Studying for an Oﬃcer of the Watch certiﬁcate is a challenge for any seafarer, but one recently-graduated cadet had to deal with exceptional pressure in his ﬁnal year – and has now received oﬃcial recognition for his eﬀorts. ANDREW LININGTON reports...
A Nautilus member who successfully battled a life-threatening illness while completing his cadetship has been presented with this year's Maritime & Coastguard Agency MCA Ofﬁcer Trainee of the Year Award.
Matthew Gigg, 27, trained at Warsash School of Maritime Science and Engineering and now works for V.Ships Limited, serving as ﬁrst ofﬁcer on a Newport-based suction dredger.
He was selected for the award by an industry panel of judges, including Nautilus representatives, and received it from Second Sea Lord Vice Admiral Tony Radakin during last month's Marine Society & Sea Cadets Annual Court.
MCA chief executive ofﬁcer Sir Alan Massey praised Matthew's 'exceptional commitment to training' and said he had displayed 'grit and determination' in overcoming major illness during the ﬁnal year of his cadetship.
Mr Gigg said he was proud to receive the award. 'I feel humbled and honoured,' he added. 'I didn't know I had been put up for it and I only knew I won it two weeks ago.'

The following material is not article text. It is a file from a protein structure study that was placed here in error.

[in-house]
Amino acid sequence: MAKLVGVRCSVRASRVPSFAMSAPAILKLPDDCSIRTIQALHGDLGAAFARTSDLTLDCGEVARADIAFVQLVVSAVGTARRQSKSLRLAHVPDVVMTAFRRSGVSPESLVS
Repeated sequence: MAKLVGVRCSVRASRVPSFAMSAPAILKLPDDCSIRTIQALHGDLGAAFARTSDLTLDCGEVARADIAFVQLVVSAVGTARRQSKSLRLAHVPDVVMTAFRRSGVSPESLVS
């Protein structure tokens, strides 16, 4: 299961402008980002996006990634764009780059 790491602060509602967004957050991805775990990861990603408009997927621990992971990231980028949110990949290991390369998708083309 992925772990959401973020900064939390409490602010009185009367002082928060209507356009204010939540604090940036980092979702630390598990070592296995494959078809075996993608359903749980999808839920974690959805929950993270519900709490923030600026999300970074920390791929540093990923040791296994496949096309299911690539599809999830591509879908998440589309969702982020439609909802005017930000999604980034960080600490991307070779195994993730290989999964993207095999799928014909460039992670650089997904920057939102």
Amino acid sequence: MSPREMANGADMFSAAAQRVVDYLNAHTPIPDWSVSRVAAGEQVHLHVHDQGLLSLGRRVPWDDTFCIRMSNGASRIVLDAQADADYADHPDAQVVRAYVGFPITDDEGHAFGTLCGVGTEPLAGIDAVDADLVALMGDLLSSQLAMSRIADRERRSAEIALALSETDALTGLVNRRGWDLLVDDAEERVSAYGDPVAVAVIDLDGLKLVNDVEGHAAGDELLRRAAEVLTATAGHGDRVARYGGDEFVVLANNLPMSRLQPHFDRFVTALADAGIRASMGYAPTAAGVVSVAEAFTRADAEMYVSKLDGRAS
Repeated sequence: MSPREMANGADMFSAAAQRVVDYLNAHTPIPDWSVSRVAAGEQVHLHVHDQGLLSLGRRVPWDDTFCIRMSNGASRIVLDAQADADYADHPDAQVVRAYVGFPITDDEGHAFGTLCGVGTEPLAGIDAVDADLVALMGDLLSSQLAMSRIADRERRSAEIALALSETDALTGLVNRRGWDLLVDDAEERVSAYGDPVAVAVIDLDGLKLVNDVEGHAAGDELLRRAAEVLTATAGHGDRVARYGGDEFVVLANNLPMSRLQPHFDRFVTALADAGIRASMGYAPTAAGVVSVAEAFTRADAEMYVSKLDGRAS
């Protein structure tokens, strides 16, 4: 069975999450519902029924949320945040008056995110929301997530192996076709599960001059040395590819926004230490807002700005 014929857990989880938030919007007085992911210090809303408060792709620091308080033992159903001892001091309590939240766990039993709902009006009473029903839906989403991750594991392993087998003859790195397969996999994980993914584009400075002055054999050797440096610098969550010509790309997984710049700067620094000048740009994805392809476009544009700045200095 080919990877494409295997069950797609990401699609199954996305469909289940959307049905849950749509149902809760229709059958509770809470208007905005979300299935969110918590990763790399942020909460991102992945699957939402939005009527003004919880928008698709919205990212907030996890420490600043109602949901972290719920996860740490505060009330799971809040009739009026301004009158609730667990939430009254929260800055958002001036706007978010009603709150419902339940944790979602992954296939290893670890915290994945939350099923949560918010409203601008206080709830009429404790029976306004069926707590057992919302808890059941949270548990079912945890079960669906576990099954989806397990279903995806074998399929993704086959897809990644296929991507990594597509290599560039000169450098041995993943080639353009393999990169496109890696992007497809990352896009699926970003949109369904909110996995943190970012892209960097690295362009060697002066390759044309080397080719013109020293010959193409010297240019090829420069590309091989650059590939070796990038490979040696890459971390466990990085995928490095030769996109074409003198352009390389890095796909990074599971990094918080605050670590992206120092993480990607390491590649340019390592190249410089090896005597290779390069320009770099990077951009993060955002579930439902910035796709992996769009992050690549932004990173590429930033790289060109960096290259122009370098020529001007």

Growing up in Cornwall, he learned to sail at an early age and taught watersports for a while after completing a sports science course in Falmouth. 'I always wanted adventure, and from a young age I loved anything to do with the sea,' he said.
I always wanted adventure, and from a young age I loved anything to do with the sea
'The military was an option, but you don't spend so much time at sea. I had a friend who was doing a cadetship and I found out about the Merchant Navy through him,' he added. 'Going to sea is not everyone's cup of tea, but I was never one to be sitting at a desk all day, and seafaring is so different – the career options are so wide, the time off is an attractive part of the job, and you meet some really interesting people.'
Mr Gigg was sponsored by the Maritime Educational Foundation and he gained seatime with Foreland Shipping and on platform supply vessels in the North Sea. 'I had a really varied cadetship, which was great, and I loved being on PSVs in the North Sea.'
He was diagnosed with papillary thyroid cancer last May, and completed his studies whilst undergoing surgery and radiotherapy. 'Warsash, my sponsoring company and friends and family were amazing and incredibly supportive,' he said. 'But my cadetship also really helped me through as it gives you something to focus on, and if I had not had that, I think I would have fallen into a dark place.
'Many folks would probably have given up or taken a year out,' Mr Gigg added. 'But there was no way I was going to do that. All I cared about was to graduate and attend the passing out ceremony with my cohort, which, to my delight, I achieved.'